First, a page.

How would STAR interact with "most votes wins" and "majority wins" requirements?

I started off thinking about this after looking at San Jose, CA, which requires that all city officials win with a majority of votes. At first glance, it seems simple enough to say that the STAR runoff winner would have a majority of votes, therefore they qualify under that requirement. But none of the non-Top 2 candidates received binary votes; they only have scores. If we ignore those scores, we would end up excluding candidates who received votes from the results. If we try to focus on the scores, then the candidate with the most votes (highest score) might not win. If we somehow try to use only the pairwise comparisons for the results, we have to figure out which runoffs should be used for the final results and why in a legally consistent and electorally reasonable manner, and this might contradict the STAR list of results. And if we take a hybrid approach, then a candidate outside the Top 2 might receive far more support (say, 70% of total possible points) than either of the Top 2 (whose votes we are counting via binary votes, thus likely to stay to <60%.)
I’m not sure how election codes, city charters, and state/federal Constitutions might interact with the idea that a voting method could be enacted where someone with the most votes might not win.
Additionally, for those interested in the NPVIC, one of the main proponents mentioned that alternate voting methods should all adhere to the principle that the “most votes wins”; however, they also said:

There are numerous alternative voting systems (IRV, approval) and it’s not clear how to combine them. Presumably, the first state enacting an alternative voting system would specify, in its own legislation, how to interpret votes from that state.

So would there be legal issues with STAR? Or can one escape by perhaps publishing a “public” set of results holding to STAR’s methodology, while taking an alternative approach with the “official” results that bypasses legal issues, such as declaring by fiat that the STAR winner should win, against any “most votes wins” legal principles that might exist?
If necessary, maybe Score’s points could be used similarly to “votes”, so that if someone gets a majority of possible points, that is counted as a majority of votes. It would maybe even not be too difficult to maybe use some kind of severability to allow the runoff part of STAR to be struck down in court while keeping the scoring part.

Also, as an aside, I am curious whether anyone would seriously advocate bloc STAR as opposed to bloc Score, as it might get very confusing to explain how bloc STAR’s results were tabulated, where maybe a 6th or 7th place scored candidate might make it in the top 3 winners.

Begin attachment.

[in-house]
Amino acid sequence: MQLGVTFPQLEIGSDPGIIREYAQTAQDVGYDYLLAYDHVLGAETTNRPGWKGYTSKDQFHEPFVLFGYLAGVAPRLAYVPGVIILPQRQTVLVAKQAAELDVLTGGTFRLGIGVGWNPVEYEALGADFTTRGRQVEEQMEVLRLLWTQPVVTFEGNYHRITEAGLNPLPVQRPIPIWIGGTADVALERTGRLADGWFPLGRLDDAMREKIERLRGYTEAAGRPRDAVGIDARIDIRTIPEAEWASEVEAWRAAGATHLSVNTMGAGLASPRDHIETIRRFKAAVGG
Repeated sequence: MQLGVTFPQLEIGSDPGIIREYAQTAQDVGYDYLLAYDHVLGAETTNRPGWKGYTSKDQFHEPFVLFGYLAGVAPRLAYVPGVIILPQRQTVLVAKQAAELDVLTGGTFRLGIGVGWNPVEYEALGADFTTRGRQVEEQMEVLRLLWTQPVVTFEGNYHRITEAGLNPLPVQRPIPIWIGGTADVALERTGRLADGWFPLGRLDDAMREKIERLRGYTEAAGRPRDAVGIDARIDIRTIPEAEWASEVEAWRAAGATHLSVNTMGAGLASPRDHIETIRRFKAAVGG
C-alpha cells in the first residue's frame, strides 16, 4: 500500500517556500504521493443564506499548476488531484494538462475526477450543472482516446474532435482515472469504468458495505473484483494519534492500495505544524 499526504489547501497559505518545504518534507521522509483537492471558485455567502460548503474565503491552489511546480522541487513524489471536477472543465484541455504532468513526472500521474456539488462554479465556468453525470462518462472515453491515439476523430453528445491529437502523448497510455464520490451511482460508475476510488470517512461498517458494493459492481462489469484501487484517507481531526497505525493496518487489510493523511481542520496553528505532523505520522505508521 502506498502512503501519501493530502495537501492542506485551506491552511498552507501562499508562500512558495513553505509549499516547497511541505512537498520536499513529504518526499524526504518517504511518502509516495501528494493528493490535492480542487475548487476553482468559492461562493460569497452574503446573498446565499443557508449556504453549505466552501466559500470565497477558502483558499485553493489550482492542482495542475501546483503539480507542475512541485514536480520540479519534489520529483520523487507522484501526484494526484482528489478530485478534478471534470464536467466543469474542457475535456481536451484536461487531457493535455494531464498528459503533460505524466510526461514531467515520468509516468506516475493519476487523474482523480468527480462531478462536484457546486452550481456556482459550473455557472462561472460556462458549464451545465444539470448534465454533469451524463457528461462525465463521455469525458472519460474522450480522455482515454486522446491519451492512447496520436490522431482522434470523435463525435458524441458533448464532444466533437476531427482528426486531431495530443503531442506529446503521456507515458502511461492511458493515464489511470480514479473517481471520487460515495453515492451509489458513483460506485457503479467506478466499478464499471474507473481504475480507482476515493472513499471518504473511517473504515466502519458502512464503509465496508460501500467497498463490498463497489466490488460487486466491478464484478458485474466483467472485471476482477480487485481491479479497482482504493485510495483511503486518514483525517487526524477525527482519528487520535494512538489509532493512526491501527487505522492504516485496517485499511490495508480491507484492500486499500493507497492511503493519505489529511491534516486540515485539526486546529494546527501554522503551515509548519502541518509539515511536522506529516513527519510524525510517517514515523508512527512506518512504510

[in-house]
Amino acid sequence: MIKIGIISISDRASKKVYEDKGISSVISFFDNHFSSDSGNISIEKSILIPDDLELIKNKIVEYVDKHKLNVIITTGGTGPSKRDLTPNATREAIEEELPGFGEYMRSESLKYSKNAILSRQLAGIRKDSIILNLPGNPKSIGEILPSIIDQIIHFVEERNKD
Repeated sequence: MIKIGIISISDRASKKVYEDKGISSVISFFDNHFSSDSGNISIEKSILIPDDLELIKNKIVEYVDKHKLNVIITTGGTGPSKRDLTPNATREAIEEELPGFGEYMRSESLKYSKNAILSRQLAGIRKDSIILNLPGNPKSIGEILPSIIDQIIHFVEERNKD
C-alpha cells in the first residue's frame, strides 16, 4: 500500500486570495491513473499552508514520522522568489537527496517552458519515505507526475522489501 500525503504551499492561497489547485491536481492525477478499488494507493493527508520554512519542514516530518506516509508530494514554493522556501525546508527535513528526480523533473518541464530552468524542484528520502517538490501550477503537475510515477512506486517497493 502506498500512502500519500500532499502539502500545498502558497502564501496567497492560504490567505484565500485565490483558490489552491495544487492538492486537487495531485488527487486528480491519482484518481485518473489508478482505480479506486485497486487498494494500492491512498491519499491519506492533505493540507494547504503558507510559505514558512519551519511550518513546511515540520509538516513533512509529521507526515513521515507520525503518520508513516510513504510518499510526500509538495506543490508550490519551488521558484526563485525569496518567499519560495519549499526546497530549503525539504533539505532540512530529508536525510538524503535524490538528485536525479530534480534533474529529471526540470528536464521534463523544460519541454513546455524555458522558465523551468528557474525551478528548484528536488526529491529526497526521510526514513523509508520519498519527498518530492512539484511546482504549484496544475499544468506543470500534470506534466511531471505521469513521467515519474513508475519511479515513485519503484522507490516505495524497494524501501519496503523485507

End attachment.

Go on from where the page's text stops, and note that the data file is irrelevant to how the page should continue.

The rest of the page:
Personally, I would suggest the following wording:

  • Voters give points or stars to candidates.
  • The two candidates with the most points or stars are finalists.
  • Then, each ballot counts as one vote for the finalist it scores higher. If a ballot gives both finalists the same rating, it counts as 0.5 votes for both (so each ballot contributes 1.0 votes in total).
  • The finalist with the majority of votes is the winner.

Then get some attorneys to argue it is legal.

What to do about the fact that, technically, none of the non-Top 2 candidates received any votes under this wording? Would that hold up in court, that someone you marked on your ballot technically received no vote? I suspect it might not, and even if it did, it would be worrisome if biased/careless election officials used that as an excuse to only publish the official results of the runoff, and not the scores as well, since that would be somewhat bad for 3rd parties. At the city level, where there isn’t any polling, it would have the worst impact, though at the statewide and federal level, polling likely strongly mitigates the impact of any such approach.

Oh, you could come up with some weird rule to ensure that non-finalists get ceremonial “votes”.

Any such rule would necessarily require the non-Top 2 to get less “votes” than the loser of the runoff, otherwise it may become legally questionable as to why they did not enter the runoff themselves or weren’t considered 2nd place in the results. In practice, this means the non-Top 2 would probably always have to get <40% of the vote. That is problematic in that theoretically, you might have 41% of voters top-score the 3rd place candidate, and then the 2nd place only gets 40% of the vote in the runoff. Heck, the 3rd place could be top scored by 52% of voters, and the 1st place wins the runoff by 51%. It’s hard to say a voter top-scoring a candidate shouldn’t count as a “full vote” for that candidate, even ceremonially.